I wonder if anyone else has observed this deviation in proper physics when two circular bodies hit head on. I noticed it as I was dropping many identical circular physics objects from the same spot and they started stacking up to make a pillar of balls, which should be impossible as there are no flat surfaces on a circle.
Here is some code to demonstrate:
ball1 = physics.body(CIRCLE,20)
ball1.x = WIDTH/2
ball1.y = HEIGHT - 30
ball1.restitution = .5
ball2 = physics.body(CIRCLE,20)
ball2.x = WIDTH/2
ball2.y = HEIGHT - 100
ball2.restitution = .5
ball3 = physics.body(CIRCLE,20)
ball3.x = WIDTH/2
ball3.y = HEIGHT - 170
ball3.restitution = .5
ground = physics.body(POLYGON,vec2(0,30),vec2(0,0), vec2(WIDTH,0), vec2(WIDTH,30))
ground.type = STATIC
background(40, 40, 50)
fill(255, 255, 255, 255)
You could drop a hundred balls and they’d just keep stacking up. Now try making it so the balls don’t hit perfectly head on:
--Replace this line:
ball2.x = WIDTH/2
ball2.x = WIDTH/2 +1
Now the balls don’t hit perfectly head on and physics work properly. Kind of strange to me. I wonder if this is a bug in box 2d or just Codea or if there is some math that would make this possible that I don’t understand.
Thats actually what you would expect when the circles are perfectly circular and they are being stacked precisely on top of each other on a flat surface with no external forces acting on them besides gravity. As the contact between two circles is infinitely small, there is a single point of contact and the surface normal is a vector pointing from the one circle’s center to the other. This means that the impulse separating them pushes them apart vertically, which means no lateral motion, which means they wont fall. If you stack enough of them, numerical errors might make them fall over. Some people are able to stack 7 or more bowling balls on top of each other without them falling.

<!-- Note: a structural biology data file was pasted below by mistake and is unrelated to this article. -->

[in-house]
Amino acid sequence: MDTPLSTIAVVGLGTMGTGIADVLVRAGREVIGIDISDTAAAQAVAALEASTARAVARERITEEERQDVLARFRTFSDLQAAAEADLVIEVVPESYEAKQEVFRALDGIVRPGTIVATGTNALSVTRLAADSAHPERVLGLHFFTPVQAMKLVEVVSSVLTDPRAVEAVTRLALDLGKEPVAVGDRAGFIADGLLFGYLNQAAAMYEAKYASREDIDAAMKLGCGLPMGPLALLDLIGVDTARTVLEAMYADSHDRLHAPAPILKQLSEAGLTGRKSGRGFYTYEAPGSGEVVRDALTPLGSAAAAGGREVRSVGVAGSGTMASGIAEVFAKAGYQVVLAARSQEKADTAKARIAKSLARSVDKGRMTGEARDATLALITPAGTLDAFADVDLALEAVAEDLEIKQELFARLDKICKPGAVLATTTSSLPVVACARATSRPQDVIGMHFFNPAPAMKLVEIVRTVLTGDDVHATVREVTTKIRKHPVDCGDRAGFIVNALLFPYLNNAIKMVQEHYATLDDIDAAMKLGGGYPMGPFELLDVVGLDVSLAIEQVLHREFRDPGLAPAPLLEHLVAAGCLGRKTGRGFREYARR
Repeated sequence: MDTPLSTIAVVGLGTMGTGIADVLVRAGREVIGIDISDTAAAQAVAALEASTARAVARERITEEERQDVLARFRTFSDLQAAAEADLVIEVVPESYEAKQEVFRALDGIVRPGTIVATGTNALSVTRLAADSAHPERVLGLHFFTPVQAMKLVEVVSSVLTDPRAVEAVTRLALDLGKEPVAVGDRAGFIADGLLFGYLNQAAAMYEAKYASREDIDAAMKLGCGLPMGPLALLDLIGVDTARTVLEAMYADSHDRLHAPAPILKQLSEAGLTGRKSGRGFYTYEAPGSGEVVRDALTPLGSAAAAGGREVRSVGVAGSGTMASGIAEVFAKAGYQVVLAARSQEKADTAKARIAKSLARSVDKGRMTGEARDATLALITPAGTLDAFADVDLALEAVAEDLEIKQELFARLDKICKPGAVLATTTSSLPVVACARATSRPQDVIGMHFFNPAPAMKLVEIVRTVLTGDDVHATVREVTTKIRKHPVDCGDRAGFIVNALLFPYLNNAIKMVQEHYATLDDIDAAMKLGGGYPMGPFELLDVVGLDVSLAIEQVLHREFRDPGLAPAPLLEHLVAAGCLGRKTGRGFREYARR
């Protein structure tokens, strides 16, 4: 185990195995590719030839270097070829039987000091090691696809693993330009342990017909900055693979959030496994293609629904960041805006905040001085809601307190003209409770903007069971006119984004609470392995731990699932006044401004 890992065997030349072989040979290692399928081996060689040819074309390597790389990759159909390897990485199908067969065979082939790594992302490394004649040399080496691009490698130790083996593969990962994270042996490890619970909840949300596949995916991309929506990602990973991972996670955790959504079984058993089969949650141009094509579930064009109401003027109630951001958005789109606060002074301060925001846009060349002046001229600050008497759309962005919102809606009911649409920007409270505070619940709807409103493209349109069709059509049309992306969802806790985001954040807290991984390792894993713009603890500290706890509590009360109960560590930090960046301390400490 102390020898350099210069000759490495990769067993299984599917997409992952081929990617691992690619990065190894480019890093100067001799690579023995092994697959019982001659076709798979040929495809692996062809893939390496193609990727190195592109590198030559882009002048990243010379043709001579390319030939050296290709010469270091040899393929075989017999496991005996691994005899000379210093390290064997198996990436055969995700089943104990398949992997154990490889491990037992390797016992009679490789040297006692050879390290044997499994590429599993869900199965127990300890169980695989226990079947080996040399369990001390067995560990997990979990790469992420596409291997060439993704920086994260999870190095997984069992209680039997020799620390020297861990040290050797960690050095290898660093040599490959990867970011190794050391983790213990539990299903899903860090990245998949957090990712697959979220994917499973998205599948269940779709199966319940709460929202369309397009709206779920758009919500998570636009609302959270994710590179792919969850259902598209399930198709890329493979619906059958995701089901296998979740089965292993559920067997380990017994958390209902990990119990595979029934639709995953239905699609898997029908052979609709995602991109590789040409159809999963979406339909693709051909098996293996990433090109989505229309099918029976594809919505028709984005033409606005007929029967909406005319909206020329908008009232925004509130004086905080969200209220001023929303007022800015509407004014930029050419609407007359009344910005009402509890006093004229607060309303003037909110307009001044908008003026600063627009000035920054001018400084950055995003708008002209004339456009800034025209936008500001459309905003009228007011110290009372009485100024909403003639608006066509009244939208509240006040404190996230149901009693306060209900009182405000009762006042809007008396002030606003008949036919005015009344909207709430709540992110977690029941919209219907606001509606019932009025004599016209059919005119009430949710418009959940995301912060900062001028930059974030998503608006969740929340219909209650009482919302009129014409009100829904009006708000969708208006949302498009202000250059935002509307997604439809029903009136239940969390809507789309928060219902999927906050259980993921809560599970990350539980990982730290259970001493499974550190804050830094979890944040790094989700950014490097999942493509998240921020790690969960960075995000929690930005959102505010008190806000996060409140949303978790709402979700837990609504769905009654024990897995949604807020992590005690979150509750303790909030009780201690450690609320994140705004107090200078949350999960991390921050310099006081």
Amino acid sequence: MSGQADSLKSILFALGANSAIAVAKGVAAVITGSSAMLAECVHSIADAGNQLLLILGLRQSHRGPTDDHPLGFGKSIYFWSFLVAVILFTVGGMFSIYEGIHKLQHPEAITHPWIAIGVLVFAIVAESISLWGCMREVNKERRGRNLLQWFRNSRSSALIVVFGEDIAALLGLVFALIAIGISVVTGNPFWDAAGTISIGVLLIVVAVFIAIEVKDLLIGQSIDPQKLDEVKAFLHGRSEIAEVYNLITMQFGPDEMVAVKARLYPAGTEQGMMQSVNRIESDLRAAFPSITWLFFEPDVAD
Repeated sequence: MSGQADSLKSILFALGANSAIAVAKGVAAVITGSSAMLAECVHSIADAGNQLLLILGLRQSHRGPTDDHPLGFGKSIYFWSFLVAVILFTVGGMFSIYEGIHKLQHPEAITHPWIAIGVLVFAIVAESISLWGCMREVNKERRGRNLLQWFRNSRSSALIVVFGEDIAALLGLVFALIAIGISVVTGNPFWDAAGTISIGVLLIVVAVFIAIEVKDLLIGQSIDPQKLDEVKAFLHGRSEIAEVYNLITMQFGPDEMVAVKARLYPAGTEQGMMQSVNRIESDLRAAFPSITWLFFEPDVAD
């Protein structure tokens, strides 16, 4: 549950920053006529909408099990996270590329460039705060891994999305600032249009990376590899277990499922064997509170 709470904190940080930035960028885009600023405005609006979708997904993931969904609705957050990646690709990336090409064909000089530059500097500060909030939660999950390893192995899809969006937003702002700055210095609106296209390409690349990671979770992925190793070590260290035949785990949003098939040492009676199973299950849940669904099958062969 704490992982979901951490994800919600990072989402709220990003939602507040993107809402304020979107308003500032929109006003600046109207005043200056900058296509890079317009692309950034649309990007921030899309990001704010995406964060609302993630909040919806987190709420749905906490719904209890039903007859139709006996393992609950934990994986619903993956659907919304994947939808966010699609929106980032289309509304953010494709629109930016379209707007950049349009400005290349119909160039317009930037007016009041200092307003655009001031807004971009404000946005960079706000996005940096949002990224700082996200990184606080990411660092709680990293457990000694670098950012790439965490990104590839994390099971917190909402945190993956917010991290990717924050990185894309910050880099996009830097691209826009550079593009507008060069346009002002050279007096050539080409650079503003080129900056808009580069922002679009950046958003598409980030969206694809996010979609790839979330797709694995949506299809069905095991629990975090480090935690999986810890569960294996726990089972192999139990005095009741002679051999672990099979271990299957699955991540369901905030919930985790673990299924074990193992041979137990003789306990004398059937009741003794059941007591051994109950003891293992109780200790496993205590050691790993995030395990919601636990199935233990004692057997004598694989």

Alright, but in other thing there seems to be a slight element of randomness. For instance, if I create perfectly square polygons and drop them in the exact same manner, they won’t stack more than 3 high before randomly falling in all directions. Even if I rotate them 45 degrees so there is a single point of contact, they will not stack. But bouncy balls stack perfectly, which seems very counterintuitive. In any case, I will stop belaboring the point, just seemed strange to me.
Polygons aren’t as simple to simulate and use a lot more trickery in the physics engine to work. When two polygons collide it creates a contact manifold which is usually two points so there is a lot more room for rounding error, causing just a slight off-centre impulse which will cause everything to fall down. It seems odd that you cant get more than three boxes to stack in a stable manner. I’ve gotten much more than that without any issues in the past.